Rio +20 marks the 20th anniversary of the landmark 1992 Earth Summit. The FTT could pay for social and environmental goals that would lead to a greener, more sustainable and more equitable society.
The FTT is a tax levied on financial transactions (shares, bonds, currencies, derivatives and other financial instruments) making speculative trading less attractive by increasing trading costs. FTTs could raise even more revenue if combined with complementary taxes such as the International Monetary Fund’s (IMF) proposed Financial Activities Tax (FAT), which would compensate for the VAT-exemptions that benefit financial services.
Rio +20 marks the 20th anniversary of the landmark 1992 Earth Summit. The FTT could pay for social and environmental goals that would lead to a greener, more sustainable and more equitable society. As an example of innovative financing, FTT revenues could contribute to funding the estimated US$156 billion necessary for climate change measures in developing countries and up to US$180 billion so that Official Development Assistance can reach its goal of 0.7% of Gross National Income (GNI). The FTT could help address the new challenges brought on by climate change, the economic crisis and financial institution’s practices. A global FTT could serve as a step towards a new global funding system.
FTT is a very efficient way to raise necessary revenues because it is progressive. The FTT is a progressive tax, the FTT aims to increase the contribution of the financial sector to society, which is often exempted from paying VATs and corporate taxes in the vast majority of countries. The FTT is a fair tax because it addresses inequities in current tax systems whereby the wealthy often pay taxes at a lower rate than other citizens. The FTT can help stabilise countries rocked by the crisis and help revitalise struggling economies.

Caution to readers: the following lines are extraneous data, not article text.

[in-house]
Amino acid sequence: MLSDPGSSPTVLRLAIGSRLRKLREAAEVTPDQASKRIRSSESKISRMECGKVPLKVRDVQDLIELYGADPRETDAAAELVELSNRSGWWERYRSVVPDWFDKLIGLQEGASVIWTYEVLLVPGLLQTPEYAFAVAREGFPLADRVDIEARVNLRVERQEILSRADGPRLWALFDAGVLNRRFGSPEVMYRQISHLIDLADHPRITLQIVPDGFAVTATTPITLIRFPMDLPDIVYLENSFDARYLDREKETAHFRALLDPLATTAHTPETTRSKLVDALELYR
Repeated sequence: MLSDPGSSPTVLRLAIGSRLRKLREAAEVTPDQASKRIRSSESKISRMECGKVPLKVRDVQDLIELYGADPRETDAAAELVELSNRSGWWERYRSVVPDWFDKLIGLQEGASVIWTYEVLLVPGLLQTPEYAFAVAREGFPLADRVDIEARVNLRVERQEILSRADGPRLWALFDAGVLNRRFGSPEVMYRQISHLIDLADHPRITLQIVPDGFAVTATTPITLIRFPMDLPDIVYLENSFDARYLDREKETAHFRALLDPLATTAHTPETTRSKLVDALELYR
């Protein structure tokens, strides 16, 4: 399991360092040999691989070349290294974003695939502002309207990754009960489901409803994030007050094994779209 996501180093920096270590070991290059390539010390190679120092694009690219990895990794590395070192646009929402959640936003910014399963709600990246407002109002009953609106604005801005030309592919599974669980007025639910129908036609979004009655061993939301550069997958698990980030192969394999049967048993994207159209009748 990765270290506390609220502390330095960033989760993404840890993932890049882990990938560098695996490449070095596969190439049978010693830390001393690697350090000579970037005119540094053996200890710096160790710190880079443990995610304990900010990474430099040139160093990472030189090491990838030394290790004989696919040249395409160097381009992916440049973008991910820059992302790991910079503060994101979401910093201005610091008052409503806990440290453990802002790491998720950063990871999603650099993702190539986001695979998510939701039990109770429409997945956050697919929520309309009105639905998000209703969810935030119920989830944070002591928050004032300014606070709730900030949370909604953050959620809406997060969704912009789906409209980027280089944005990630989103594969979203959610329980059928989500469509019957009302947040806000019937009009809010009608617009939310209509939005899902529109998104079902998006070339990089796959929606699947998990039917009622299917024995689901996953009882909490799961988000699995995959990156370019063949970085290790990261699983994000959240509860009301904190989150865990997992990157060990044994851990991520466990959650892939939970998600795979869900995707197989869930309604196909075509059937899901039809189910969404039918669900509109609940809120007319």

Many governments, trade unions, civil society groups, and economists support the FTT. In March 2011, the European Parliament voted to implement an EU-wide FTT; in September the European Commission released a proposal of legislation covering transaction in shares, bonds and derivatives. More than 1,000 leading economists including Joseph Stiglitz, Paul Krugman and Amartya Sen,have endorsed an FTT. Many national governments already have some form of FTT or are seriously contemplating their own FTT. Germany and France champion a Eurozone FTT. Over three-quarters of the G20 countries including the UK, France, Germany, Brazil, South Africa and India, already implement a limited FTT that targets some transactions.
Civil society organisations including labour unions, environmental and development NGOs and other groups, including Oxfam, Barnardos, World Wildlife Fund, Friends of the Earth, 350.Org, the Salvation Army, and the Occupy Movement support the FTT.
Innovative approaches are needed to address both environmental concerns and social inequities exacerbated by financial sector practices. An FTT will be a boon to government revenues, could contribute to alleviating global poverty and fund development and climate action. It would do this not by taxing ordinary people, but by taxing specific financial transactions and the very sector that created the financial crisis.
The Special Rapporteur on the Right to Food called for the post-2015 development agenda to be urgently refocused on equality, social protection and accountability, as the efforts of the UN Open Working Group on the Sustainable Development Goals to draft post-2015 targets to succeed the Millennium Development Goals (MDGs) entered a crucial phase.
The world’s leading retail labels commit to the Accord on Fire and Building Safety in Bangladesh before the midnight deadline. The Accord now covers more than 1000 Bangladeshi garment factories. Implementation starts now!
Civil society groups attending the Rotterdam Convention conference in Geneva are expressing grave alarm that the Convention has been hijacked by the asbestos industry, which is determined to prevent the environmental and health protections of the Convention from being implemented.
Europe’s crisis is manifold: while newspapers focus on public deficits and debt, Austerity policies and wage cuts are boosting poverty and inequality in many parts of Europe
The decision was adopted in response to EU Commission consultation on unconventional fossil fuels in Europe